The Bank of England and its Chinese counterpart have signed a deal likely to boost trade between the UK and China in the yuan.
The Bank and the People's Bank of China have signed a three-year currency swap arrangement worth 200bn yuan (£21bn, $33bn), the UK central bank confirmed.
The UK is looking to become a centre for the Chinese currency, also known as the renminbi.
British banks hold 35bn yuan worth of deposits in the Chinese currency.
Currency-swap agreements allow central banks to swap currencies and can be used by firms to settle trade in local currencies rather than in US dollars, as happens now, since China's currency is not fully convertible to other currencies.
The prospective deal was first announced in February by BoE Governor Sir Mervyn King.
"In the unlikely event that a generalised shortage of offshore renminbi liquidity emerges, the Bank will have the capability to facilitate renminbi liquidity to eligible institutions in the UK," Sir Mervyn said on Saturday.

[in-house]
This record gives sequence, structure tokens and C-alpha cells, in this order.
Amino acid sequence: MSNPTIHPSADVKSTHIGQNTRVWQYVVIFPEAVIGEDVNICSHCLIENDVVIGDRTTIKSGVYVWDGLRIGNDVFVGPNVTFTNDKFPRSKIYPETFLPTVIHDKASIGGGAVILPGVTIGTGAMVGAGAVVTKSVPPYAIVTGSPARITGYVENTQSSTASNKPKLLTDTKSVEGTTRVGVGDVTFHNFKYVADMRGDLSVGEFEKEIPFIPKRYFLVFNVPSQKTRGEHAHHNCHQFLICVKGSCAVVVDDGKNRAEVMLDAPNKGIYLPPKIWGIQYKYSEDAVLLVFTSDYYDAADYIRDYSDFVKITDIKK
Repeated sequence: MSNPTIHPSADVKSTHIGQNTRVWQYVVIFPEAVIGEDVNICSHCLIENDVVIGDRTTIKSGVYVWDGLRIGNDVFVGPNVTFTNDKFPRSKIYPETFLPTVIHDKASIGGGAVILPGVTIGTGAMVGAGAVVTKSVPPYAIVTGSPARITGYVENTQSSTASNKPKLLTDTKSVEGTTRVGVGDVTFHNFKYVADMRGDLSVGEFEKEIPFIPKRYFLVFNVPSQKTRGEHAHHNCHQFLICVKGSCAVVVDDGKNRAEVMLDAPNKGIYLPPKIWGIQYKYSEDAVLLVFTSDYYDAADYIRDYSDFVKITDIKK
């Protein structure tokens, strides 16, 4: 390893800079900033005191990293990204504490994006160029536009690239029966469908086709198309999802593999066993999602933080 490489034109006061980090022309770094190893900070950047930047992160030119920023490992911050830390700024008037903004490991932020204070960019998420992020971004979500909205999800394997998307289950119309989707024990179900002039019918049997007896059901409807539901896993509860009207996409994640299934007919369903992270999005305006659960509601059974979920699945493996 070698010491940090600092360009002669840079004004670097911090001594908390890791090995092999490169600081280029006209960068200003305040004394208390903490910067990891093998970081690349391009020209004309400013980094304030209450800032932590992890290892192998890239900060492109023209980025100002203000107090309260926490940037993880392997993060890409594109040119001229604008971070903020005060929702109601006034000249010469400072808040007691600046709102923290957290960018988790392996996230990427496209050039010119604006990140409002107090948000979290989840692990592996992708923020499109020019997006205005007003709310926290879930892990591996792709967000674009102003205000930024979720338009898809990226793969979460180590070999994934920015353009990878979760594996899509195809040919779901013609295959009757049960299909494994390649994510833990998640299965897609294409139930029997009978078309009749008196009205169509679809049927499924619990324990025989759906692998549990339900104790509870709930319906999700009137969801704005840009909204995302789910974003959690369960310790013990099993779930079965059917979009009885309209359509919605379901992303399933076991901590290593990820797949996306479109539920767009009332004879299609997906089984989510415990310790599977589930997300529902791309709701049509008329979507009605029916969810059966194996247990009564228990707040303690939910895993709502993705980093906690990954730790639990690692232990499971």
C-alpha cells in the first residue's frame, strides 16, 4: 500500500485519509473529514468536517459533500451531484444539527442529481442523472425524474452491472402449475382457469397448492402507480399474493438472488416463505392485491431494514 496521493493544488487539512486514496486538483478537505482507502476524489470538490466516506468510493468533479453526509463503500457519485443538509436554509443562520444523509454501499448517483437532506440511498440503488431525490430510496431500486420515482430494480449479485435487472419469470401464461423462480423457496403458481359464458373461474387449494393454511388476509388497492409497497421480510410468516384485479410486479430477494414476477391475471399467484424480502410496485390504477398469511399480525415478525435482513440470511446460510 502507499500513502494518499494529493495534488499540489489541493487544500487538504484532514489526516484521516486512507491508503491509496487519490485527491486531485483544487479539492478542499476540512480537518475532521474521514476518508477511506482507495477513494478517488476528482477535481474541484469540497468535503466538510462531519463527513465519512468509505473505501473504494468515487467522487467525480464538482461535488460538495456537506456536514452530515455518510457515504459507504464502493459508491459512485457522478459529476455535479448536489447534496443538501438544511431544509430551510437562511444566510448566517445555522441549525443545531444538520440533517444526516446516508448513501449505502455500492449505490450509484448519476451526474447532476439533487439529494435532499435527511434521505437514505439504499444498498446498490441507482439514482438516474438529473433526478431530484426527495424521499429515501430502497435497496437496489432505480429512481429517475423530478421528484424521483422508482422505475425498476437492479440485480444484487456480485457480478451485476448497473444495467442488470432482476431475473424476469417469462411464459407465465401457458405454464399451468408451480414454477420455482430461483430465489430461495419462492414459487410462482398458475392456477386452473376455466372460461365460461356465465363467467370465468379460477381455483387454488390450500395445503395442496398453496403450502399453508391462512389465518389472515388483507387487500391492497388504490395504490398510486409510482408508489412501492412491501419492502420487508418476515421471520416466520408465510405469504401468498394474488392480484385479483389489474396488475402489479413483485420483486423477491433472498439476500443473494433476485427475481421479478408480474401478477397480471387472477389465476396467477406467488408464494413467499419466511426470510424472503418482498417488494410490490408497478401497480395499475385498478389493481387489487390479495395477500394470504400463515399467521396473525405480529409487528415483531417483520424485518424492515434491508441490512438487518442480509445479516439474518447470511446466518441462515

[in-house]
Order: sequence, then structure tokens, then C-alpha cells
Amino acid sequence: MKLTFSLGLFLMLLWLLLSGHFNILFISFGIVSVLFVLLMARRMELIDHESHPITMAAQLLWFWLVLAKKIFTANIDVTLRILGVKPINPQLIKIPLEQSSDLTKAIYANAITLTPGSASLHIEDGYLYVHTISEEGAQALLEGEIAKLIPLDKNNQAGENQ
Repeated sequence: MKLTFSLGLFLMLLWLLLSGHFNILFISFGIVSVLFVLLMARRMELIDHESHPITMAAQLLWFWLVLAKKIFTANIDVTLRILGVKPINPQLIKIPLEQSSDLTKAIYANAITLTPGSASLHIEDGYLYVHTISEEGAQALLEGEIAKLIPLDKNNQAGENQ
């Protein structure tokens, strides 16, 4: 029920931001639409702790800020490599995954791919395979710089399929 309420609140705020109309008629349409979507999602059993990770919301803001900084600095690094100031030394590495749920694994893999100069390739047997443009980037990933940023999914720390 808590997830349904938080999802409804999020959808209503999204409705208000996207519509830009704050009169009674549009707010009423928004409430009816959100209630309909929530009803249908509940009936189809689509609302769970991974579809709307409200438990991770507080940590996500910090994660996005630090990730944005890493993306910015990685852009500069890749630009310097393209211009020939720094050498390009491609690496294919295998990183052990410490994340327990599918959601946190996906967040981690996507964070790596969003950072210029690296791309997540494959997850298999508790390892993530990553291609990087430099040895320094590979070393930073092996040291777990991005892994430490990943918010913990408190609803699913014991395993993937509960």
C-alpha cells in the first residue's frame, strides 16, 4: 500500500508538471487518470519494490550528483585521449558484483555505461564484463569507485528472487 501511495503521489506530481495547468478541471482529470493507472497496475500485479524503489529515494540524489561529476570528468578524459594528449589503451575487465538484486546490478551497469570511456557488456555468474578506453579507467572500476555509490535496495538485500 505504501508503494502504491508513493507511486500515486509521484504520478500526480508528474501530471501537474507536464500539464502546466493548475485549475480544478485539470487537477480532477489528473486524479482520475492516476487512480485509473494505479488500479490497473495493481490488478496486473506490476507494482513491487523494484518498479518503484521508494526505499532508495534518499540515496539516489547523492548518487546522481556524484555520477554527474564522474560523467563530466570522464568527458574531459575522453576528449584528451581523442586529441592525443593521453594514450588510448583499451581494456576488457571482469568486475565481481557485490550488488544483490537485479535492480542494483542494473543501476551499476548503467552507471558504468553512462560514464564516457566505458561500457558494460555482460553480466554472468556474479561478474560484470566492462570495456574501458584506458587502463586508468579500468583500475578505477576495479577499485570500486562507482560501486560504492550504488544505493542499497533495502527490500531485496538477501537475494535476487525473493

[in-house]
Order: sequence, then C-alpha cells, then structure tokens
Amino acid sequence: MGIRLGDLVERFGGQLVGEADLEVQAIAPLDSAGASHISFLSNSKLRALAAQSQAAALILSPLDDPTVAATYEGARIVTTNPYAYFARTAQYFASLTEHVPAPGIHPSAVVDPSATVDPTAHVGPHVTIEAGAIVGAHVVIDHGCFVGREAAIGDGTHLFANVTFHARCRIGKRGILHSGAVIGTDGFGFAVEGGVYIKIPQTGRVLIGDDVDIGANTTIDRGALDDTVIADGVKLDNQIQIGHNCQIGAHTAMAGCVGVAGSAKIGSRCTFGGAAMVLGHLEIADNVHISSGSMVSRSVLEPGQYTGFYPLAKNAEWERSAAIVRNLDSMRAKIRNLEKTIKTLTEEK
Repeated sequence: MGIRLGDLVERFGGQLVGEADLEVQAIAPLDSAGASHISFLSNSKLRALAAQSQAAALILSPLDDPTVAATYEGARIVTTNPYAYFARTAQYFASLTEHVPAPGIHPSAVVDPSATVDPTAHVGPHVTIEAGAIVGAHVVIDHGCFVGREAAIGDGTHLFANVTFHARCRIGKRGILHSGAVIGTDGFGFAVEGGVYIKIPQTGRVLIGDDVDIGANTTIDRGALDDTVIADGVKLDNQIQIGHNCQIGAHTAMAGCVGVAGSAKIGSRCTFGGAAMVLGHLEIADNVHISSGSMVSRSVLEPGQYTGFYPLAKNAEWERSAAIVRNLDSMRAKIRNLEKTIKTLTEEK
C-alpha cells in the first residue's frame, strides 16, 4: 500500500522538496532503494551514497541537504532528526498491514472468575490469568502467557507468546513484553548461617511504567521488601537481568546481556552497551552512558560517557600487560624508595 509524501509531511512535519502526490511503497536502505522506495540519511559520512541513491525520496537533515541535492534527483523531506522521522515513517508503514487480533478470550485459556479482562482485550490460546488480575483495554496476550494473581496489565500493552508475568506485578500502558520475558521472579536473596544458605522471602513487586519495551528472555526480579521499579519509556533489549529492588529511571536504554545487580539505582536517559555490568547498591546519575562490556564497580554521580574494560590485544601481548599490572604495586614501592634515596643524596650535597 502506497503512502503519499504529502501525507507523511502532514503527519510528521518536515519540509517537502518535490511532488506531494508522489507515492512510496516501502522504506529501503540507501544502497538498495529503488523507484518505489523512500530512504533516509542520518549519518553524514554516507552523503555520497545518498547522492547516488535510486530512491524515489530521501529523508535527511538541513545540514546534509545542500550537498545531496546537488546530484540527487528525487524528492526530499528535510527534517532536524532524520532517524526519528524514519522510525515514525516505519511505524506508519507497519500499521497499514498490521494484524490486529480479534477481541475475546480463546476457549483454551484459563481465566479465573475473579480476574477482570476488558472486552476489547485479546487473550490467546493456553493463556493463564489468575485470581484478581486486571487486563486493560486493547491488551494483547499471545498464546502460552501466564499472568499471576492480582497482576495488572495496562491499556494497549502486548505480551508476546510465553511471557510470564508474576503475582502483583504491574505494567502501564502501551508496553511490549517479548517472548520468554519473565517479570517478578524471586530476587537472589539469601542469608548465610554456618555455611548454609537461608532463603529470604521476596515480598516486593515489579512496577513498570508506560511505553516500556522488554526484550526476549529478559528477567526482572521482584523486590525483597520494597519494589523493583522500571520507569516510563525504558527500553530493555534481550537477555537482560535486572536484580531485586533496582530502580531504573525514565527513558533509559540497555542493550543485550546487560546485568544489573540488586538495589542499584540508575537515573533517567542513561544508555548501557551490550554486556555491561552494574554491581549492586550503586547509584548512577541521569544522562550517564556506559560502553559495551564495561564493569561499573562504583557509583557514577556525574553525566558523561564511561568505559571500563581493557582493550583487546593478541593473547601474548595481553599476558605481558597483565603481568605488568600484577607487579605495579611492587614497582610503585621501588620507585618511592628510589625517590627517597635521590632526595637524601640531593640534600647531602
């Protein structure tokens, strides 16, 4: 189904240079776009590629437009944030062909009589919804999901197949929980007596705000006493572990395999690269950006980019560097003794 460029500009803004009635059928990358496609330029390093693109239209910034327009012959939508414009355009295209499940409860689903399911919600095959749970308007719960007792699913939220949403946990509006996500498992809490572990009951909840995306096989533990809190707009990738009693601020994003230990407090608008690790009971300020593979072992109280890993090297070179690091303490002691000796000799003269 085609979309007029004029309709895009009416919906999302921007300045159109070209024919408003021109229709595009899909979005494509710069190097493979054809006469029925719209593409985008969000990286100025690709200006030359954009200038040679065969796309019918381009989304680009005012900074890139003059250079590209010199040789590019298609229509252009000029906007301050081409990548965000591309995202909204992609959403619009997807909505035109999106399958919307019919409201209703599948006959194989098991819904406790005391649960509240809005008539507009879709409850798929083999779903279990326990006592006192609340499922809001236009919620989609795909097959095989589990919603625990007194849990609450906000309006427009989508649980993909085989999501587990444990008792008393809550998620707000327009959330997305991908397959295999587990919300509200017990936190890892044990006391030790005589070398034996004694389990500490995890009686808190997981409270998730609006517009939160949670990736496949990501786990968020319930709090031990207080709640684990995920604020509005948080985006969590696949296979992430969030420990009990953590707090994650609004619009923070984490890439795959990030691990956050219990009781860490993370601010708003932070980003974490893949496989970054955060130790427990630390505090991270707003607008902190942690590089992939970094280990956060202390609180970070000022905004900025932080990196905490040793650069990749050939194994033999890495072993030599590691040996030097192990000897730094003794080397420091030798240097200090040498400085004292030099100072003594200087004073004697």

Last year, the UK Treasury announced plans to make London - the world's largest currency trading hub - the leading international centre for trading the yuan outside mainland China and Hong Kong.
China has been gradually relaxing strict controls on the value of its currency and on flows of capital.
Beijing has been using these pacts as part of its push for a more global role for the yuan.
It has a swap agreement with Brazil worth $30bn and has also signed similar agreements with other trading partners such as Japan, Australia and Hong Kong.